DUBLIN, Ohio -- Spencer Levin needs no sermons about smoking, having been reminded more times than he can count about the health risks. He also knows it doesn't look too good for a professional golfer to be puffing away, either.
Try as he might to cut back, Levin admits he goes through a few more cigarettes during the heat of a golf tournament.
Good luck kicking the habit on Sunday.
Levin, 27, leads the Memorial tournament and is a final round at Muirfield Village Golf Club away from his first PGA Tour victory.
But the last time he was in this position, he imploded at the Waste Management Phoenix Open, squandering a 6-stroke final-round advantage that included a shaky back nine and a score of 75.
He hasn't been this close since, and he certainly hasn't been in the same company trying to get it done.
And playing with Fowler will be Tiger Woods, who is looking for his fifth victory at the Memorial tournament.
"I'm excited,'' Levin said. "It's all the practice and work from being a kid, starting to play golf up until this point, this is what I've dreamed of is to be in the lead of a tournament, especially Jack's [Nicklaus] tournament, something like this.
"This is one of the biggest tournaments on the tour. You couldn't put yourself in a better position. All those years and all that work and practice is going to come down to [Sunday] and I'm just really fired up about it. I'm really excited.''
Levin's 69 matched the lowest score of the day in blustery conditions that made Muirfield Village treacherous. Sabbatini had 71 and Fowler, who won the Wells Fargo Championship last month and has been a top-10 machine of late, also had 69 to move into third, 3 strokes back.
Woods had a somewhat disappointing day, although he is suffering with a cold and a fever that left him looking lethargic. He made a birdie on the first hole to tie for the lead, but four back-nine bogeys and a score of 39 left him four back of Levin's lead.
"I probably shot the highest score I could have shot today considering the way I hit it,'' Woods said. "But I'm only four back, and out here with the conditions, supposed to be like this [Sunday] again, anything can happen.''
Although he lost ground Saturday, Woods was impressive from tee to green. He leads the field in greens in regulation and managed to hit a fairway bunker shot on the 17th hole that had playing partner Scott Stallings in awe.
"He hit a wedge over a 20-story building to 10 feet,'' Stallings said. "I almost took my phone out and tweeted it.''
Even Woods was impressed, calling his wedge shot from 146 yards out of the bunker "tasty.''
But Woods missed the putt, sort of the story of his day. He missed birdie putts from 14, 10, 9, 10 and 10 feet. He did make a 25-footer on the first hole, but through three rounds, he has made two putts outside of 15 feet.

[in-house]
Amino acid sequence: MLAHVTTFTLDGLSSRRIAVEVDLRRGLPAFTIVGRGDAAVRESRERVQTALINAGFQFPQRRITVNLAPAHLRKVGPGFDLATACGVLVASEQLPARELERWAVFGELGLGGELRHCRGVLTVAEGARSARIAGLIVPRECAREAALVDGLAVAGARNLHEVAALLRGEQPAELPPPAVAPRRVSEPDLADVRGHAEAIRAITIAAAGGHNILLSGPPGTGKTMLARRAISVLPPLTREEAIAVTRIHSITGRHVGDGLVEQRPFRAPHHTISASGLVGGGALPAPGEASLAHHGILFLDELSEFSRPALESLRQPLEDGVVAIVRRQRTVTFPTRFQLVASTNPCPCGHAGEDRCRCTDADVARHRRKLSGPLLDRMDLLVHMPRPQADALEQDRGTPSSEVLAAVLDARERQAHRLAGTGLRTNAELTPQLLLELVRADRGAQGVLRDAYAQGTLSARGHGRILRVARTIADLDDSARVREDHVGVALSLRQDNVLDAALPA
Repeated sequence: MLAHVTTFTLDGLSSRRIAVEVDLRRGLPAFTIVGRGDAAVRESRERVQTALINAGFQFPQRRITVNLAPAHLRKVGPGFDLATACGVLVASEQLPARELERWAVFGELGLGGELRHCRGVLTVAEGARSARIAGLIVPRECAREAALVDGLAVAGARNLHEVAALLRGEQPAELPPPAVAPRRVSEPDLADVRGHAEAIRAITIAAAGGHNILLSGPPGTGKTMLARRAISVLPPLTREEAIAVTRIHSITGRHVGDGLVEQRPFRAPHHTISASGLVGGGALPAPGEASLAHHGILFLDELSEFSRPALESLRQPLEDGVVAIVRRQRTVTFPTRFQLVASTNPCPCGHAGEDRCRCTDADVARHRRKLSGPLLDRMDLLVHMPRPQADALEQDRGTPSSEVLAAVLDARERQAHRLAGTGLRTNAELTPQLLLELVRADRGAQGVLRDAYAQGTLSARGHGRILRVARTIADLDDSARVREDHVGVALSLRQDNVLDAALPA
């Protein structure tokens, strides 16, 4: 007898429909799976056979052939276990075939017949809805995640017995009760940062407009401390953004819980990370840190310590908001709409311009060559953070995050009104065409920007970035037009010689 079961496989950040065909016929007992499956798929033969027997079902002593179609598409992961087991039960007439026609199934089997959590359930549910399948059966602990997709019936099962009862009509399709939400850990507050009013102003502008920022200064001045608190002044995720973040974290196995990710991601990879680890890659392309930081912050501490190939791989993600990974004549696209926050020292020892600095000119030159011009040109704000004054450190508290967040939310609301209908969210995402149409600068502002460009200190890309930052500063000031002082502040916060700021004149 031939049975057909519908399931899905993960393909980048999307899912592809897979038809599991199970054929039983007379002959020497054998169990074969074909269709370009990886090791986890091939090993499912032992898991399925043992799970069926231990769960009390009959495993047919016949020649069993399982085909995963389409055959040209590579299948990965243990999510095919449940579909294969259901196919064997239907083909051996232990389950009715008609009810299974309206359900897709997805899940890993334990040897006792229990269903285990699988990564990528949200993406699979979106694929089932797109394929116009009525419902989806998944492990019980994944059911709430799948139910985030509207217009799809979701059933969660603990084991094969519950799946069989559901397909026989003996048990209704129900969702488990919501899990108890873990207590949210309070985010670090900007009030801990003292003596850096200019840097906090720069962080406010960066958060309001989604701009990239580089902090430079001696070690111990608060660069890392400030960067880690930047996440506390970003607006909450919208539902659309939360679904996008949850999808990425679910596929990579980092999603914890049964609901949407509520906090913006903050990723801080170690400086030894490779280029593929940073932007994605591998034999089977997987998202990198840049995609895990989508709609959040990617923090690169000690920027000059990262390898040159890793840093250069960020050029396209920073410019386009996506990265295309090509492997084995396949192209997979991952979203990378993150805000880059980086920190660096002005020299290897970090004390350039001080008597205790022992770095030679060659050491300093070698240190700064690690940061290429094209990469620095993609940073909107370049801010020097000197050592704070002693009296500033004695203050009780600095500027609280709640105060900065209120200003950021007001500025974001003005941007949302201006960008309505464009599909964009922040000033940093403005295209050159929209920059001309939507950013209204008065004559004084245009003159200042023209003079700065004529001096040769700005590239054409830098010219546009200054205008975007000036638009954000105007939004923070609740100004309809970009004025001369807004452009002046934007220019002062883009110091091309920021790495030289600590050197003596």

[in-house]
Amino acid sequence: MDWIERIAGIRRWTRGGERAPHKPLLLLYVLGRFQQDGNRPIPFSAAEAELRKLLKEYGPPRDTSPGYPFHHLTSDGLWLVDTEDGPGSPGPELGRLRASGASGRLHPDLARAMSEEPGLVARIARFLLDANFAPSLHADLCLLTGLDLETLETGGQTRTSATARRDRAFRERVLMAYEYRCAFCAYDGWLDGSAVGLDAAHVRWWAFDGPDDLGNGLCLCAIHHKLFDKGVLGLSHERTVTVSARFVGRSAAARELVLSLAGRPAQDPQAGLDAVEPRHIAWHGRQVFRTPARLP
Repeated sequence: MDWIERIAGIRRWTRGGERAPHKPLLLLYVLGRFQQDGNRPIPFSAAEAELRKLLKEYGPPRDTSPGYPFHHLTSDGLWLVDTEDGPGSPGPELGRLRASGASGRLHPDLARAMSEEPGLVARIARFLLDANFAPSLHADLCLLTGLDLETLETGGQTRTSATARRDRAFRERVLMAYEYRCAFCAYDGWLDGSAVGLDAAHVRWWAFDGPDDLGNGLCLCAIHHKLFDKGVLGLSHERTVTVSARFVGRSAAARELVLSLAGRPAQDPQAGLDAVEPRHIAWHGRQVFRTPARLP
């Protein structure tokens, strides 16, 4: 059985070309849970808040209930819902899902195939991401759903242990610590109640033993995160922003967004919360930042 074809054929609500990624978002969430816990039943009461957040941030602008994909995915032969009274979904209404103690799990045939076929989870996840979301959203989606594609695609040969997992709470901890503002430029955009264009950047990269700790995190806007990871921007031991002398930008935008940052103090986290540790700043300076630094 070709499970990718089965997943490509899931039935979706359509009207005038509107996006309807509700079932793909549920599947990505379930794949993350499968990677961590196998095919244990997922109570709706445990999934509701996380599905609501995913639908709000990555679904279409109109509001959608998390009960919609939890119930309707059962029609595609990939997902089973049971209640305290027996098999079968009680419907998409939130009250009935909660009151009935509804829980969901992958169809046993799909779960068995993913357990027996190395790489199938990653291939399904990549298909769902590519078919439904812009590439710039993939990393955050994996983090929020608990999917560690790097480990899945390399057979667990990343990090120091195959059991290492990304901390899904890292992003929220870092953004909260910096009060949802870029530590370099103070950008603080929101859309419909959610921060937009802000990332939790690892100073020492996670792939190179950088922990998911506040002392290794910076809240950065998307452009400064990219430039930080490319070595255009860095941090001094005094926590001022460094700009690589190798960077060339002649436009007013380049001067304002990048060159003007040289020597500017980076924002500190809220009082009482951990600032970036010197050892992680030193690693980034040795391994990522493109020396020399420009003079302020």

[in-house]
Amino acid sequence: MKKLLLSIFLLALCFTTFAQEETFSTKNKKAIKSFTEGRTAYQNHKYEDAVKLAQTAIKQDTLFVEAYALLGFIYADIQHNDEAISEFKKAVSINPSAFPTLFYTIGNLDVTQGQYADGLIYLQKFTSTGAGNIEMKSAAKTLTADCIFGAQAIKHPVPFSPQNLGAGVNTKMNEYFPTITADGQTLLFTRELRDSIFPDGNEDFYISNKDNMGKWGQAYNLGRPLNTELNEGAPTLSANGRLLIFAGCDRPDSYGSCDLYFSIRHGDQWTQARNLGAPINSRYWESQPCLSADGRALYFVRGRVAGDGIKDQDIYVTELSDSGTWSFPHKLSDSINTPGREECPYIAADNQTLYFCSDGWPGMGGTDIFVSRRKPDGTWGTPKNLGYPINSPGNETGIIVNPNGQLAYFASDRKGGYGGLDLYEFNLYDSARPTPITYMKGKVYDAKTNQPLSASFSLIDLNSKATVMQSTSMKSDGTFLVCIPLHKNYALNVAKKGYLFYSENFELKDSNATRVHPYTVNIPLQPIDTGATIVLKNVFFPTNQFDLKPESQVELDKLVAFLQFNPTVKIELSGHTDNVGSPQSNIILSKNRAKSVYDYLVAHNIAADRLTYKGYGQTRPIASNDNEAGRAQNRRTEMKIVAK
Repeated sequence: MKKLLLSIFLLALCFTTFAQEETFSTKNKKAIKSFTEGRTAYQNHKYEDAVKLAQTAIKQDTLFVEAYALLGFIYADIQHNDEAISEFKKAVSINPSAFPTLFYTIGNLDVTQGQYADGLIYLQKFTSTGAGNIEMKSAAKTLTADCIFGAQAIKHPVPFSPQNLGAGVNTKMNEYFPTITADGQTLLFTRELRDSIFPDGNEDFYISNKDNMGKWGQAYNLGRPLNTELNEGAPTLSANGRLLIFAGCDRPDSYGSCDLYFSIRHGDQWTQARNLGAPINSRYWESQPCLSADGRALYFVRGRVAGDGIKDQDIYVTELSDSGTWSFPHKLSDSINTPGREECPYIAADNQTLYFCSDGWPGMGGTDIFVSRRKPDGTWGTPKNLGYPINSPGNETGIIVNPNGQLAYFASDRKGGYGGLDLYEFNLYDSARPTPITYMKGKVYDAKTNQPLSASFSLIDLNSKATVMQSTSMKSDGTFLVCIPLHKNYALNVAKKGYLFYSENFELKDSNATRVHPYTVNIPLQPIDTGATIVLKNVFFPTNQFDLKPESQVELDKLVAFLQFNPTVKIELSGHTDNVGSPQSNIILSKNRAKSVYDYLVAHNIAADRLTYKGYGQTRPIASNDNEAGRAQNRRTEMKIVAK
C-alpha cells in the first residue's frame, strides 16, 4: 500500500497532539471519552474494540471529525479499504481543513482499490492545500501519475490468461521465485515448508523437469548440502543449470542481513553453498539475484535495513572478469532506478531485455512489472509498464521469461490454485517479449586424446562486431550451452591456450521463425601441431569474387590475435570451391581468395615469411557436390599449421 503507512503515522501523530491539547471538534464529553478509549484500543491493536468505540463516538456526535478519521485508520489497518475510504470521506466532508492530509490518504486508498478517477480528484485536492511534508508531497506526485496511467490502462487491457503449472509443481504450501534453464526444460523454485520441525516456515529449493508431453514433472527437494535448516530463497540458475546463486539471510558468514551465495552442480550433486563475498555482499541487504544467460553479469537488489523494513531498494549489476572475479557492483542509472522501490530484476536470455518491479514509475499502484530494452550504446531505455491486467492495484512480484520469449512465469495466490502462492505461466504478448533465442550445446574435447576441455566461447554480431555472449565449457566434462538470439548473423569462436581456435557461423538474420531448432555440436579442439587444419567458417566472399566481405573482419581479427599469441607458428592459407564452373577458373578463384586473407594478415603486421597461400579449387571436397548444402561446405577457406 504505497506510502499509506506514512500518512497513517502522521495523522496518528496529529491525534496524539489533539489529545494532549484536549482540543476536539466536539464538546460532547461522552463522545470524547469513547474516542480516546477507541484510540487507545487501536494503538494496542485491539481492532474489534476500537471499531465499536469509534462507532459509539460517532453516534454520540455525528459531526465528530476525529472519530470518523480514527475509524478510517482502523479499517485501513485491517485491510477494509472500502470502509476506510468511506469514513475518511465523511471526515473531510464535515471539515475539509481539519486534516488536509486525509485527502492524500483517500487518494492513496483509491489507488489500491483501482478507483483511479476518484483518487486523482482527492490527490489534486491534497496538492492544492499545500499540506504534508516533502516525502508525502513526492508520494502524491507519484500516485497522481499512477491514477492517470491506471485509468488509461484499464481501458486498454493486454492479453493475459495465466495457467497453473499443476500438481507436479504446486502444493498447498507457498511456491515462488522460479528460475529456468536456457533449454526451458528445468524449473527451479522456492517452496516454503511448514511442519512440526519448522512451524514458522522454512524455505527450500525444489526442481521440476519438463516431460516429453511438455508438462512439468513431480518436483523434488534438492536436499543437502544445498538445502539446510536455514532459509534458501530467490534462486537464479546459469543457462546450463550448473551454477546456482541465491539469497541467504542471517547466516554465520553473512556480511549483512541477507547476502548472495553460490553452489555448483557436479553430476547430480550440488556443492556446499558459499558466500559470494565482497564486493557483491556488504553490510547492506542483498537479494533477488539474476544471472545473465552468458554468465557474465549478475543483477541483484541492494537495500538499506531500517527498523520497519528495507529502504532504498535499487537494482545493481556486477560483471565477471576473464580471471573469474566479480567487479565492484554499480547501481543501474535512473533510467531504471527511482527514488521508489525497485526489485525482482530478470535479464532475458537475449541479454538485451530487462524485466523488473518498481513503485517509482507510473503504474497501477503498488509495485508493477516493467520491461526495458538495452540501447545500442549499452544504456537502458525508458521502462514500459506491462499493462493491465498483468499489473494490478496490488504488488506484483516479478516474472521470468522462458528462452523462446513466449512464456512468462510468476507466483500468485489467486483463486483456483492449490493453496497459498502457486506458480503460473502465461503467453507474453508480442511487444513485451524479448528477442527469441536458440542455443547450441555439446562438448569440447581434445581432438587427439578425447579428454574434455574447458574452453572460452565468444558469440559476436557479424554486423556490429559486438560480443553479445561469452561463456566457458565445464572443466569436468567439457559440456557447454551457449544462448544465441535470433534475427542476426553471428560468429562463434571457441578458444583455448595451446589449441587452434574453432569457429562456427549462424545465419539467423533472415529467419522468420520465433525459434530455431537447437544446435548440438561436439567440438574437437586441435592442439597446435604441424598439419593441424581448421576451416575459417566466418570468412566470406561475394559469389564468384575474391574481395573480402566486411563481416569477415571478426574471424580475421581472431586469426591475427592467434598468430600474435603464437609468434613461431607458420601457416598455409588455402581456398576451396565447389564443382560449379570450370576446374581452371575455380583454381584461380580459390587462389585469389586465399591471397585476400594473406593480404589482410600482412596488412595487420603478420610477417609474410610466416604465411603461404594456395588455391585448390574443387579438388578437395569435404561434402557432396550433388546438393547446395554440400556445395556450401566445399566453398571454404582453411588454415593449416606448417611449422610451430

Woods does have a history around this place, however. He has won here four times, including 2009, when he came from 4 strokes back in the final round. A victory Sunday would tie him with tournament host Nicklaus at 73 on the PGA Tour, a number the Golden Bear was surprised to hear.
"We'll find a few more I had somewhere,'' Nicklaus quipped.
Woods will need to figure out the greens and probably get a bit healthier if he is to win for the second time this year.
"He feels terrible,'' Stallings said. "He was hacking and coughing. At one point I said, 'Are you going to make it?' I was starting to give him a hard time.''
Sabbatini is in his best position since winning the 2011 Honda Classic. And Fowler is right where he always seems to be of late -- in contention. Since a missed cut at the RBC Heritage at Hilton Head, Fowler has been tied for 10th in New Orleans, won at Quail Hollow, tied for second at The Players Championship and tied for fifth at the Colonial.
"Just being patient and kind of staying in the moment and not getting ahead of ourselves and just kind of focusing on each swing and staying really calm and patient out there,'' he said. "I've been swinging really well so that's obviously helped me stay very calm and collected out there.
"I'm very confident with my game and where I'm at mentally, so get ourselves in good position [Sunday] being a few back, got out there and have some fun and see what we can do.''
Leads have rarely been safe this year on the PGA Tour, as Levin spectacularly showed back in February. Only nine of 22 events in 2012 have been won by the 54-hole leader or co-leader on the PGA Tour.
For Levin, it is not going to be easy. Winning for the first time on the PGA Tour typically never is. He might need to stash a carton of cigarettes in a golf bag, a vice he acknowledges is tough to defeat under these circumstances.
"Yeah, well, it's legal,'' he joked. "And there's a lot worse things you could be doing.''
Bob Harig covers golf for ESPN.com. He can be reached at BobHarig@gmail.com.